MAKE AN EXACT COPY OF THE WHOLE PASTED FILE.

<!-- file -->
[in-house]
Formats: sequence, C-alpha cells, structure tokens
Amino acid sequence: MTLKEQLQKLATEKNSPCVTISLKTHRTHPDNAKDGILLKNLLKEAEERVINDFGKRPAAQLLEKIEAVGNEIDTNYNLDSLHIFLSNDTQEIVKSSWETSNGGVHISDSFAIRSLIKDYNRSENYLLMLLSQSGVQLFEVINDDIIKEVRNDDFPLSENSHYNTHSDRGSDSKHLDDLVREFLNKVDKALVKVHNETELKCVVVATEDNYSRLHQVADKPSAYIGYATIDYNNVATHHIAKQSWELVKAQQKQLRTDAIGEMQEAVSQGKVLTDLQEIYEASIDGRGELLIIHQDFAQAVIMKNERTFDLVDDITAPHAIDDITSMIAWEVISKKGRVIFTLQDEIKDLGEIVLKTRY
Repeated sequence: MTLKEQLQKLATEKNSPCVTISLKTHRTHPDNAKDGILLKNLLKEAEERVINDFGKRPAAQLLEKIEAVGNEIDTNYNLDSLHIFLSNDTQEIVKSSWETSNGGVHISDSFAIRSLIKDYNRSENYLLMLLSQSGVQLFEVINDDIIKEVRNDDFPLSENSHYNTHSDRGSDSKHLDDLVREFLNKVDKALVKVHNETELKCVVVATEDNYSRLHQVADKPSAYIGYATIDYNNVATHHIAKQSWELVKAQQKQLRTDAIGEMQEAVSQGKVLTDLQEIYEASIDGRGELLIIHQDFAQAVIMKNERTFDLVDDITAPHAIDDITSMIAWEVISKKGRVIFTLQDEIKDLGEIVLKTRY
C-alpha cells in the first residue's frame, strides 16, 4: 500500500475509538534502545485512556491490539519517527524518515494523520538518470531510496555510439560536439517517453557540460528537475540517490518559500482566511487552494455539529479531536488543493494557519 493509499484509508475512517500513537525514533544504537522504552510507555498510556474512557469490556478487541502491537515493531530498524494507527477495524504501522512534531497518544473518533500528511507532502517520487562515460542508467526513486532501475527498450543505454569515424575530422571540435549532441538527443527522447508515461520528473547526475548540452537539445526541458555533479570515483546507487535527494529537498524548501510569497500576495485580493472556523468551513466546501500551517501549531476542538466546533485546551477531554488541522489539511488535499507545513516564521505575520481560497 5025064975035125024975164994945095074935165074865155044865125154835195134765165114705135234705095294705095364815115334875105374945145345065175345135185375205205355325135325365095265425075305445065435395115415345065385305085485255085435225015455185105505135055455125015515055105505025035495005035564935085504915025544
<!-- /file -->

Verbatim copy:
[in-house]
Formats: sequence, C-alpha cells, structure tokens
Amino acid sequence: MTLKEQLQKLATEKNSPCVTISLKTHRTHPDNAKDGILLKNLLKEAEERVINDFGKRPAAQLLEKIEAVGNEIDTNYNLDSLHIFLSNDTQEIVKSSWETSNGGVHISDSFAIRSLIKDYNRSENYLLMLLSQSGVQLFEVINDDIIKEVRNDDFPLSENSHYNTHSDRGSDSKHLDDLVREFLNKVDKALVKVHNETELKCVVVATEDNYSRLHQVADKPSAYIGYATIDYNNVATHHIAKQSWELVKAQQKQLRTDAIGEMQEAVSQGKVLTDLQEIYEASIDGRGELLIIHQDFAQAVIMKNERTFDLVDDITAPHAIDDITSMIAWEVISKKGRVIFTLQDEIKDLGEIVLKTRY
Repeated sequence: MTLKEQLQKLATEKNSPCVTISLKTHRTHPDNAKDGILLKNLLKEAEERVINDFGKRPAAQLLEKIEAVGNEIDTNYNLDSLHIFLSNDTQEIVKSSWETSNGGVHISDSFAIRSLIKDYNRSENYLLMLLSQSGVQLFEVINDDIIKEVRNDDFPLSENSHYNTHSDRGSDSKHLDDLVREFLNKVDKALVKVHNETELKCVVVATEDNYSRLHQVADKPSAYIGYATIDYNNVATHHIAKQSWELVKAQQKQLRTDAIGEMQEAVSQGKVLTDLQEIYEASIDGRGELLIIHQDFAQAVIMKNERTFDLVDDITAPHAIDDITSMIAWEVISKKGRVIFTLQDEIKDLGEIVLKTRY
C-alpha cells in the first residue's frame, strides 16, 4: 500500500475509538534502545485512556491490539519517527524518515494523520538518470531510496555510439560536439517517453557540460528537475540517490518559500482566511487552494455539529479531536488543493494557519 493509499484509508475512517500513537525514533544504537522504552510507555498510556474512557469490556478487541502491537515493531530498524494507527477495524504501522512534531497518544473518533500528511507532502517520487562515460542508467526513486532501475527498450543505454569515424575530422571540435549532441538527443527522447508515461520528473547526475548540452537539445526541458555533479570515483546507487535527494529537498524548501510569497500576495485580493472556523468551513466546501500551517501549531476542538466546533485546551477531554488541522489539511488535499507545513516564521505575520481560497 5025064975035125024975164994945095074935165074865155044865125154835195134765165114705135234705095294705095364815115334875105374945145345065175345135185375205205355325135325365095265425075305445065435395115415345065385305085485255085435225015455185105505135055455125015515055105505025035495005035564935085504915025544